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Me, Myself, and Bob: A True Story About God, Dreams, and Talking Vegetables, by Phil Vischer.

I first heard of this book after I stumbled across Phil Vischer's blog. I put in a request for my library to purchase it, and they did. I liked the book a lot. Here's a review which sums the book up better than I could:

From Publishers Weekly
Have you ever been tempted to start your own business? First read this cautionary tale, especially if you think your ideas come from God. Vischer, a pioneer in computerized animation and creator of Veggie Tales, proves that a pathetically skinny, shy techno-geek can be hilarious even when describing his headlong plunge into bankruptcy. In 1989, "with an unflappable 'How hard could it be' attitude," the 22-year-old entrepreneur launched his dream of creating high-quality Christian entertainment by founding the company that would become Big Idea Productions. Thirteen stressful years later, he was featured in a People magazine cover story—"small town kid kicked out of Bible college and down to his last ten bucks creates talking vegetables and hits it big, selling 40 million videos!"—shortly before firing half his staff in an unsuccessful attempt to avert disaster. While Vischer accepts the blame for the collapse ("my strengths built Big Idea, and my weaknesses brought it down"), he also details various unnamed executives' incompetence. One question haunted him: if he was doing God's work, why didn't God rescue his company? Concluding his story of spiritual inspiration and heartbreak, Vischer draws lessons from his experience for anyone who has ever lost a dream. (Jan. 9)
Copyright © Reed Business Information, a division of Reed Elsevier Inc. All rights reserved.
If you read it, make sure to check out the bonus chapter.

Blogwild!: A Guide for Small Business Blogging, by Andy Wibbles

I liked this book because it delivered what it promised. It's a perfect introduction for a small business owner who doesn't know much about blogging but knows s/he needs to get on board. It's concise and to the point, and not too technical. My only criticism is that all of the "how to set up a blog" etc. information is based on a Typepad platform. It would have been nice if this book had been more relevant to other blogging services.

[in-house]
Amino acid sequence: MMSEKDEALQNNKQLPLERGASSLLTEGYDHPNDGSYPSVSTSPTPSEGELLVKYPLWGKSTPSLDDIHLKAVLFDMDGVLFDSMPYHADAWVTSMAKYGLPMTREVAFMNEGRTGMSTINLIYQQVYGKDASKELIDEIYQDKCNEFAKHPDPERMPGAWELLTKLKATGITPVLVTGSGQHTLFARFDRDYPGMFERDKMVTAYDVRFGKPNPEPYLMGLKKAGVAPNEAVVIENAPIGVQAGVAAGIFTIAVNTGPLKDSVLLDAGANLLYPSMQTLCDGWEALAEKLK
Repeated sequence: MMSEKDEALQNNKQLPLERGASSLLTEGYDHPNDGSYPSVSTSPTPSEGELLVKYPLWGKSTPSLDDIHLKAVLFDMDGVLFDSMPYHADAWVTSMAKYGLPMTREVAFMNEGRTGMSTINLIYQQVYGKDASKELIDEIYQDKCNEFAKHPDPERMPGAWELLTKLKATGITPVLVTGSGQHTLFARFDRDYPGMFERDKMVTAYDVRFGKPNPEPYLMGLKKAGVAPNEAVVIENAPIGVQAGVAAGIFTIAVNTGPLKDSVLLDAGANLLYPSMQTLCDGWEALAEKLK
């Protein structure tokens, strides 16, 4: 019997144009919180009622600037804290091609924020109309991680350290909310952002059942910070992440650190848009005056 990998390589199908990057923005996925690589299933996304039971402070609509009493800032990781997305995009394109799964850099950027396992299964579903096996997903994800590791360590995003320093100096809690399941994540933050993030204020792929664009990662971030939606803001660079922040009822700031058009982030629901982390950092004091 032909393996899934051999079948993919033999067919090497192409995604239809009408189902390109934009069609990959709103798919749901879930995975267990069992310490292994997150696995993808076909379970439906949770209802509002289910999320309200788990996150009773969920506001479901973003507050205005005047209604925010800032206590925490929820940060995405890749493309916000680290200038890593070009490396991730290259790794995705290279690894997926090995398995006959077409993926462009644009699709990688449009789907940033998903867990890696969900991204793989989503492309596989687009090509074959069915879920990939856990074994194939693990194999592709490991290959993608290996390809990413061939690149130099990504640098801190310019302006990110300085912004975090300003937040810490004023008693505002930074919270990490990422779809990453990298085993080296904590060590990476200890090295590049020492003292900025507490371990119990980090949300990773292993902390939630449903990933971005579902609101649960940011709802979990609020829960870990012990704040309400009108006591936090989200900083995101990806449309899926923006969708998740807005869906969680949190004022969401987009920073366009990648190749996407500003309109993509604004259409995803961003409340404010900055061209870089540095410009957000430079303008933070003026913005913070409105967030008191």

God Emperor of Dune, by Frank Herbert

Are Dune novels like Star Trek movies? You know, odd ones good, even ones bad? It would seem so. Although the concept of Leto II's transformation into the giant sand worm and his thousands-year reign is fascinating, this book is a bit plodding.

I'm also confused by the fact that the Duncan ghola says that he remembers Leto as a child, when actually the original Duncan died way before Leto was even conceived. Is Herbert insinuating that the Duncan gholas are not copies of the original but of a later ghola/clone? Or did he just get confused when writing this book. If you have a theory, let me know.

Body Clutter: Love Your Body, Love Yourself, by Marla Cilley (The FlyLady) and Leanne Ely (The Dinner Diva)

If you are a FlyLady or Dinner Diva devotee, that this book is a must-read goes without saying. It's motivational and inspirational for everyone else, although there is a lot of "fly-lingo" to fight through (glossary provided). It helped me, and I'm sure that it will be a life-changing book for some people who desperately need to hear its message.

Children of Dune, by Frank Herbert

Although I have read this book many times, I still enjoy it. Much better than the disappointing Dune Messiah.

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